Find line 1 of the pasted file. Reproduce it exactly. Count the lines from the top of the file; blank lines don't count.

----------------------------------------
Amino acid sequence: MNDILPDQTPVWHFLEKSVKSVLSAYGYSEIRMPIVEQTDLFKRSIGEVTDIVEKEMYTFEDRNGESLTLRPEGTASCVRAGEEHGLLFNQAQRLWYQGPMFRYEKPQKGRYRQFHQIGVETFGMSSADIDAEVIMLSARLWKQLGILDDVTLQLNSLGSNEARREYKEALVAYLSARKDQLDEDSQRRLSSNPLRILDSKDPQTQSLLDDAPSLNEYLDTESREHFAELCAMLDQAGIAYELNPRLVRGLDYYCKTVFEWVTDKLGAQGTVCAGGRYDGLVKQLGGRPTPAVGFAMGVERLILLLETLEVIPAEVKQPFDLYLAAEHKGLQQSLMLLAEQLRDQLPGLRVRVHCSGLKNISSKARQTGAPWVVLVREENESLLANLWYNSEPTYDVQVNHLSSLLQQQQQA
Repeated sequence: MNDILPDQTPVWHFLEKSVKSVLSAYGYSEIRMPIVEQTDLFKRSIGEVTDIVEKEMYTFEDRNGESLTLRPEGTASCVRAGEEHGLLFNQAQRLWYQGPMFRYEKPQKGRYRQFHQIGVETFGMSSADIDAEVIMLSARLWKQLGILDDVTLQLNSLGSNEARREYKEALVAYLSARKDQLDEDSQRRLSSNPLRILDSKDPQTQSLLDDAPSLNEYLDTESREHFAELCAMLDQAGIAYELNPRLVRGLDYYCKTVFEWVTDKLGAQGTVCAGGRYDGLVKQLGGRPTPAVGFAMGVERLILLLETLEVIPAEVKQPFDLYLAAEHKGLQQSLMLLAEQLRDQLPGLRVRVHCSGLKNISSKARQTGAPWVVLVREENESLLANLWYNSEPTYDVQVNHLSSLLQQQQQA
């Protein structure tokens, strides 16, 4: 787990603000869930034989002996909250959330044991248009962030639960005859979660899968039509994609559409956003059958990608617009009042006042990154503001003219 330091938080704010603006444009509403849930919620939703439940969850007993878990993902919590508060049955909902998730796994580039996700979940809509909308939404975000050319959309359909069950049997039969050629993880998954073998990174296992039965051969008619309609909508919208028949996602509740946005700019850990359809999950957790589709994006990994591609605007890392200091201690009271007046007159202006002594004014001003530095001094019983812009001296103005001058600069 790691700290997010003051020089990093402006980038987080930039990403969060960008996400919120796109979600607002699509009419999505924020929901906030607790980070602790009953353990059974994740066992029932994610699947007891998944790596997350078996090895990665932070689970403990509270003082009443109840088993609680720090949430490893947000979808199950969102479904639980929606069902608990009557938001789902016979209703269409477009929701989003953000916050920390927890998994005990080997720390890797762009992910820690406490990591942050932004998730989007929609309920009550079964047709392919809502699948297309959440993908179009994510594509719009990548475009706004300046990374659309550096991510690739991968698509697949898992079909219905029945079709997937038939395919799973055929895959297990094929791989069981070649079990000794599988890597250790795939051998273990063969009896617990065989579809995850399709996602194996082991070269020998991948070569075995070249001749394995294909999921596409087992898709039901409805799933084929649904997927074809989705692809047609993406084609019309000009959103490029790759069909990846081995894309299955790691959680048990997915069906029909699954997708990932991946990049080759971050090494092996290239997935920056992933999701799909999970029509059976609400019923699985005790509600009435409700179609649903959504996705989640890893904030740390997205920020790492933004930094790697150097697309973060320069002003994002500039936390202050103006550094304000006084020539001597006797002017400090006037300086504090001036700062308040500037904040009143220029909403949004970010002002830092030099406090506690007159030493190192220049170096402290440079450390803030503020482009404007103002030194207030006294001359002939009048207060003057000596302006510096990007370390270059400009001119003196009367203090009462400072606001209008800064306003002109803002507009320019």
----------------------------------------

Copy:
Amino acid sequence: MNDILPDQTPVWHFLEKSVKSVLSAYGYSEIRMPIVEQTDLFKRSIGEVTDIVEKEMYTFEDRNGESLTLRPEGTASCVRAGEEHGLLFNQAQRLWYQGPMFRYEKPQKGRYRQFHQIGVETFGMSSADIDAEVIMLSARLWKQLGILDDVTLQLNSLGSNEARREYKEALVAYLSARKDQLDEDSQRRLSSNPLRILDSKDPQTQSLLDDAPSLNEYLDTESREHFAELCAMLDQAGIAYELNPRLVRGLDYYCKTVFEWVTDKLGAQGTVCAGGRYDGLVKQLGGRPTPAVGFAMGVERLILLLETLEVIPAEVKQPFDLYLAAEHKGLQQSLMLLAEQLRDQLPGLRVRVHCSGLKNISSKARQTGAPWVVLVREENESLLANLWYNSEPTYDVQVNHLSSLLQQQQQA